The Arch of Triumph in Pyongyang (Korean: 개선문) was built to commemorate the Korean resistance to Japan from 1925 to 1945.
Built in 1982 on the Triumph Return Square at the foot of Moran Hill (모란봉) in the North Korean capital city of Pyongyang, the monument was built to honour and glorify President Kim Il-sung's role in the military resistance against Japanese rule. Inaugurated on the occasion of his 70th birthday, each of its 25,500 blocks of finely-dressed white granite represents a day of his life up to that point.
The structure is modelled after the Arc de Triomphe and is slightly larger than the one in Paris, France. It is the world's tallest triumphal arch, standing 60 metres (197 ft) high and 50 m (164 ft) wide. The arch has dozens of rooms, balustrades, observation platforms and elevators. It also has four vaulted gateways, each 27 m (89 ft) high, decorated with azalea carved in their girth. Inscribed in the arch is the revolutionary hymn "Song of General Kim Il-sung", and the year 1925, when North Korean history states that Kim set out on the journey for national liberation of the country from Japanese rule. Also depicted on the arch is the year 1945, when Japan's control in Korea formally ended.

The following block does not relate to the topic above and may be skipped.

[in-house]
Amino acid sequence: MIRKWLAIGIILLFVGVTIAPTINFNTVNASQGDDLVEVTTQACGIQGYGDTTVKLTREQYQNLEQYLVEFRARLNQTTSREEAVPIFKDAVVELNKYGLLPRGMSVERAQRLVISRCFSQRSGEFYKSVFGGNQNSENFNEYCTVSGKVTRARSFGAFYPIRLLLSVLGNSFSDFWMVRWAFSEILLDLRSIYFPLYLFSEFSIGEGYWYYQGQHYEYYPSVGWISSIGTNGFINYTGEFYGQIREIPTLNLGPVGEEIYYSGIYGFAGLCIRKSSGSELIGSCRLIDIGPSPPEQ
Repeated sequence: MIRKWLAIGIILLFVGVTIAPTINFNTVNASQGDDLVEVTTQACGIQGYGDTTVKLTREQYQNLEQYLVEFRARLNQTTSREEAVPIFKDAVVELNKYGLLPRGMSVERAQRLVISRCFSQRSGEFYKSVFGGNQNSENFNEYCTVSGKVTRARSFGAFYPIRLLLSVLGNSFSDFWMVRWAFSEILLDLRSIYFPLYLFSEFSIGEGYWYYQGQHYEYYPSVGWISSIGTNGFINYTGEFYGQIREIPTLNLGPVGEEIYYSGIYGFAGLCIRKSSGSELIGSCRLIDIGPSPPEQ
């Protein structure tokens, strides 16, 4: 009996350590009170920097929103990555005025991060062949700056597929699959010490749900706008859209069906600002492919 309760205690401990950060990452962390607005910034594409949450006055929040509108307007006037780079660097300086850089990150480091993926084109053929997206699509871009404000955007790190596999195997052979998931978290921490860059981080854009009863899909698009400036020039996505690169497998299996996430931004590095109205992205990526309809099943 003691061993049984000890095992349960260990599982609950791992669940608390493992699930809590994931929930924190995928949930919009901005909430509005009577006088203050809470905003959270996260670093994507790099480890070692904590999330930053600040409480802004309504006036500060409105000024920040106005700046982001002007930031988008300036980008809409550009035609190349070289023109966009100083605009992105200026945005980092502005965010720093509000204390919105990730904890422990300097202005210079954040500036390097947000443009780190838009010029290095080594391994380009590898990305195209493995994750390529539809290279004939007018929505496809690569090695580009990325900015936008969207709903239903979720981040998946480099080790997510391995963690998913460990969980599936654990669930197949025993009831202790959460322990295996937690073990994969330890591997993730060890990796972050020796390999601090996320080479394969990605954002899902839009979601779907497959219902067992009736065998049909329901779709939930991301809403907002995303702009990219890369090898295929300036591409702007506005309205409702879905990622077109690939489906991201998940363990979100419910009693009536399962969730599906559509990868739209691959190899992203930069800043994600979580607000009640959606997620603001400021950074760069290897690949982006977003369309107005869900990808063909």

Famous quotes containing the words arch and/or triumph:
“Dark accurate plunger down the successive knell
Of arch on arch, where ogives burst a red
Reverberance of hail upon the dead
Thunder like an exploding crucible!”
—Allen Tate (18991979)
“Firmness yclept in heroes, kings and seamen,
That is, when they succeed; but greatly blamed
As obstinacy, both in men and women,
Wheneer their triumph pales, or star is tamed
And twill perplex the casuist in morality
To fix the due bounds of this dangerous quality.”
—George Gordon Noel Byron (17881824)